Moment of truth for Sri Lankan internet | Sunday Observer

Moment of truth for Sri Lankan internet

A robust and meaningful growth in internet penetration, backed by productive users, can drive us forward
A robust and meaningful growth in internet penetration, backed by productive users, can drive us forward

According to the latest World Bank statistics, Sri Lanka ranks far ahead with most of the other South Asian countries in the field of mobile technology. Sri Lanka had 25,797,000 mobile cellular subscriptions in 2016. That means, each 100 people has 124 mobile phones. This is indeed a good sign for a developing country and we should be happy.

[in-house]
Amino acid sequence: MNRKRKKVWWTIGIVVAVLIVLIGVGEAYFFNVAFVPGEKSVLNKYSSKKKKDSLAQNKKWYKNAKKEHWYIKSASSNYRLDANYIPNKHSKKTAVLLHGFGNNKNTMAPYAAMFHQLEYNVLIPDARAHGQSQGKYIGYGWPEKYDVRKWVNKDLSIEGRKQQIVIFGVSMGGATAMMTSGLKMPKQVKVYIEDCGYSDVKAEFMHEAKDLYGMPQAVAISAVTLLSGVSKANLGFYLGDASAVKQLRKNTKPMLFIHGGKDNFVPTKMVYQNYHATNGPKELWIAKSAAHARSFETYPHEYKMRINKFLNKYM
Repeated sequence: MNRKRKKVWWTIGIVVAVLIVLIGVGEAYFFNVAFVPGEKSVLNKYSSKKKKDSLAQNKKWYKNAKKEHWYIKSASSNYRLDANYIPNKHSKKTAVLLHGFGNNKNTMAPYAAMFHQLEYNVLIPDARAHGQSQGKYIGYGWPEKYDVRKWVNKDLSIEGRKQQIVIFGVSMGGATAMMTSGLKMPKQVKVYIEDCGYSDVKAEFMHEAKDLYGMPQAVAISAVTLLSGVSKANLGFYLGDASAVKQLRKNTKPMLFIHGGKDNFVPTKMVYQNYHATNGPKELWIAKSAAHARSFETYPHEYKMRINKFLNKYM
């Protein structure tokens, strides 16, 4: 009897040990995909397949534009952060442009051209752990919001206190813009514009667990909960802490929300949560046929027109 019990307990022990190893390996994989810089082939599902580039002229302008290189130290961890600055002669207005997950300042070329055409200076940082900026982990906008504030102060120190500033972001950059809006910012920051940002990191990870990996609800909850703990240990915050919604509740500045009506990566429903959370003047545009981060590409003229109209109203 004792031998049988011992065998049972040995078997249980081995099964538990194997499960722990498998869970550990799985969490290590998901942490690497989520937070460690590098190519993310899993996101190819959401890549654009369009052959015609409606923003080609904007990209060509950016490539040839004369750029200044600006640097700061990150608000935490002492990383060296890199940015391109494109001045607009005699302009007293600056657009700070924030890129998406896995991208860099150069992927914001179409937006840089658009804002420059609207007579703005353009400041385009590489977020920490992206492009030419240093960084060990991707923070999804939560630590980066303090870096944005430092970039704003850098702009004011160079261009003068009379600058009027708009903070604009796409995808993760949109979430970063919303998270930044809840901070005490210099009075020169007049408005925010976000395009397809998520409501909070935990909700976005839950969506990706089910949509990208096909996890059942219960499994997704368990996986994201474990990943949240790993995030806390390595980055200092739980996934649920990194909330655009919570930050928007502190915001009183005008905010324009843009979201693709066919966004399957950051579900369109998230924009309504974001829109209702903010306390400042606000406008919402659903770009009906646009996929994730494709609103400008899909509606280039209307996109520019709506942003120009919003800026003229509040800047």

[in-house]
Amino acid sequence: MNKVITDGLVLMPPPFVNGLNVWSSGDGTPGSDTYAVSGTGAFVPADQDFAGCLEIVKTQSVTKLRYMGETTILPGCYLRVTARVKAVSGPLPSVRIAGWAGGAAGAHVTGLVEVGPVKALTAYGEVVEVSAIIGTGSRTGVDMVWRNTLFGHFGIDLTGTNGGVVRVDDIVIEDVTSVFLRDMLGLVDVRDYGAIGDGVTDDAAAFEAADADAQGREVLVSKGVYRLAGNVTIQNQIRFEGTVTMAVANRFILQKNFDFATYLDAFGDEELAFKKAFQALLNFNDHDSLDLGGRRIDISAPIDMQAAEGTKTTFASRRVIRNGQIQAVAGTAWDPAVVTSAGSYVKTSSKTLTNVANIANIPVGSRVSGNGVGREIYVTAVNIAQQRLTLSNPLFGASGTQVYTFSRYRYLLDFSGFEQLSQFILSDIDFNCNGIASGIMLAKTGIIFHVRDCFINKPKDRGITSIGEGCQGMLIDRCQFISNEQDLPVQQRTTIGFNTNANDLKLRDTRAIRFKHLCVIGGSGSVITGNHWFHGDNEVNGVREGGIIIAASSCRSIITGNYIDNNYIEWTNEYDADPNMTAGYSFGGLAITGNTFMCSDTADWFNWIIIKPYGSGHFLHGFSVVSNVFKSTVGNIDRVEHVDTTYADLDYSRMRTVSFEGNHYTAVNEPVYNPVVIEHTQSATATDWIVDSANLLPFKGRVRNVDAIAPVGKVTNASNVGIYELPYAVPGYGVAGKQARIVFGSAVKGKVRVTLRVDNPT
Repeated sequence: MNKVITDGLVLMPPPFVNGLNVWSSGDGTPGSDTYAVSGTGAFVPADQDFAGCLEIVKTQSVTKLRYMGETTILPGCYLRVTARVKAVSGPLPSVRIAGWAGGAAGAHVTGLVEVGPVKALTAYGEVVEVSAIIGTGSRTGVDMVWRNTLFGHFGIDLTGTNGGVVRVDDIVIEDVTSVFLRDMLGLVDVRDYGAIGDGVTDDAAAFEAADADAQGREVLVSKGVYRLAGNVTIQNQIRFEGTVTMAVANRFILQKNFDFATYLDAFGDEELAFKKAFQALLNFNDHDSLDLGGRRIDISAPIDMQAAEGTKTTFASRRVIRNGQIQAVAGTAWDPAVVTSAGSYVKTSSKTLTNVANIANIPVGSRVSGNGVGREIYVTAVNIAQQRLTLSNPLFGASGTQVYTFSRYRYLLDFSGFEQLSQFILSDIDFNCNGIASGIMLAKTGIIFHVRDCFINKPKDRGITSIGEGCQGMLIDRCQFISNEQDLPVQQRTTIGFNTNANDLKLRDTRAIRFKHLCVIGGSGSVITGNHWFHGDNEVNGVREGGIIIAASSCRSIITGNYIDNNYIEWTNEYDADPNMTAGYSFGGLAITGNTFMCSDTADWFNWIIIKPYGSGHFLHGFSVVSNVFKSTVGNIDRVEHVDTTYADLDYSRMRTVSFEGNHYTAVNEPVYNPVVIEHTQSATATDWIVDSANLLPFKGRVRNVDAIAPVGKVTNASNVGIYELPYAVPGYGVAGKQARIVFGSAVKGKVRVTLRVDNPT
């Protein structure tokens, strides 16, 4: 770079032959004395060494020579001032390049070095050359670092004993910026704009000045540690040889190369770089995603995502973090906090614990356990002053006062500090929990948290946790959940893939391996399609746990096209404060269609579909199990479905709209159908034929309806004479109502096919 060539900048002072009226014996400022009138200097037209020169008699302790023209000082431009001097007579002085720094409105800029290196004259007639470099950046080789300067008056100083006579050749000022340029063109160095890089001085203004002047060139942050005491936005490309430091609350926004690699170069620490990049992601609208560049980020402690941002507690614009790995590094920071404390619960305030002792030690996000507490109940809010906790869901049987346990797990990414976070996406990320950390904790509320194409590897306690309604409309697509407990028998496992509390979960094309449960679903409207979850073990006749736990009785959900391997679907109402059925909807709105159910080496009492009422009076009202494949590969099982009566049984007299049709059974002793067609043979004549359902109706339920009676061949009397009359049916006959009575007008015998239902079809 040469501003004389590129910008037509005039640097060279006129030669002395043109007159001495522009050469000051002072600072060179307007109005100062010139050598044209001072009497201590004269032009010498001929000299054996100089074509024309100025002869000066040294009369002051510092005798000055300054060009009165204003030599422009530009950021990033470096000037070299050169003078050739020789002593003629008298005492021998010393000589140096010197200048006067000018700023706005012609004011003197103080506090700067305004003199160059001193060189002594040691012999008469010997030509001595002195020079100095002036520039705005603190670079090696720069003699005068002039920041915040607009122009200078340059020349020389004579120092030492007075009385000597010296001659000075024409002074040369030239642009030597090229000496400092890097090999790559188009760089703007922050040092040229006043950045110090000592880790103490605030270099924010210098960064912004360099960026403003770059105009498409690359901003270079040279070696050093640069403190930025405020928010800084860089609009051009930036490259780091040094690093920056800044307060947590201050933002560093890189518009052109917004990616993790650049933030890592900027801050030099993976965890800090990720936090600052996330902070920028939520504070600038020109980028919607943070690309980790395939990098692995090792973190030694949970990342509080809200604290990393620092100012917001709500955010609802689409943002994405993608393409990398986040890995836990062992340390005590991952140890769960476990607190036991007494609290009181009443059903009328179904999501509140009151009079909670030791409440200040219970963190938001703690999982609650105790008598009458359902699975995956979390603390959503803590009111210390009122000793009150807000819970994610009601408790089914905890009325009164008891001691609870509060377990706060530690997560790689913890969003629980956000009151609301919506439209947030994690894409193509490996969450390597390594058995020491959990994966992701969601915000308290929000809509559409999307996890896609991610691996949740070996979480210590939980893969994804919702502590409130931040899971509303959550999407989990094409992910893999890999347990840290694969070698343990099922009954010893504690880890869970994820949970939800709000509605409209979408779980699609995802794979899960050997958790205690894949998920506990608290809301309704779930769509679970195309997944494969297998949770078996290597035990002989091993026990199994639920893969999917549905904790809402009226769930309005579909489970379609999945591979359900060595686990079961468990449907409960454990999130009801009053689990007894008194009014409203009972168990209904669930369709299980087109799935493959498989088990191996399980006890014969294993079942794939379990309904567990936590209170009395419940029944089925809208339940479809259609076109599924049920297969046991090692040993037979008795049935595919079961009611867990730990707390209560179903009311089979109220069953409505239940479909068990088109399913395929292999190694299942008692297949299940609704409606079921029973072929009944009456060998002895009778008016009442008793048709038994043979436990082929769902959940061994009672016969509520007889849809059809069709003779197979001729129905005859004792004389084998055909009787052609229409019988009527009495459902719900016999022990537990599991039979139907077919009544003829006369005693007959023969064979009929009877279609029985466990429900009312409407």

Yet, the internet penetration in Sri Lanka is poor when considered with other Asian countries. According to World Bank, we have only 892,184 fixed broadband subscriptions. That means, we have only 4.29 per 100 people. Our secure internet server level is also low – 6,400 in total.

Comparatively, Asia, with a current population of 4.2 billion, has 48.7 per cent internet users. It is estimated that now more than 4 billion people- half of the global population – use the internet.


Many reasons are attributed for this gap. A few years back, Dr Hans Wijayasuriya speaking on this issue said, “It can be mainly attributed to consumers who do not perceive any marginal value that can be extracted from the internet’. His point remains valid even today.

Let us take a cue from our neighbour - India. With over 460 million internet users, India is the second largest internet market in Asia. By 2021, their projection is 636 million.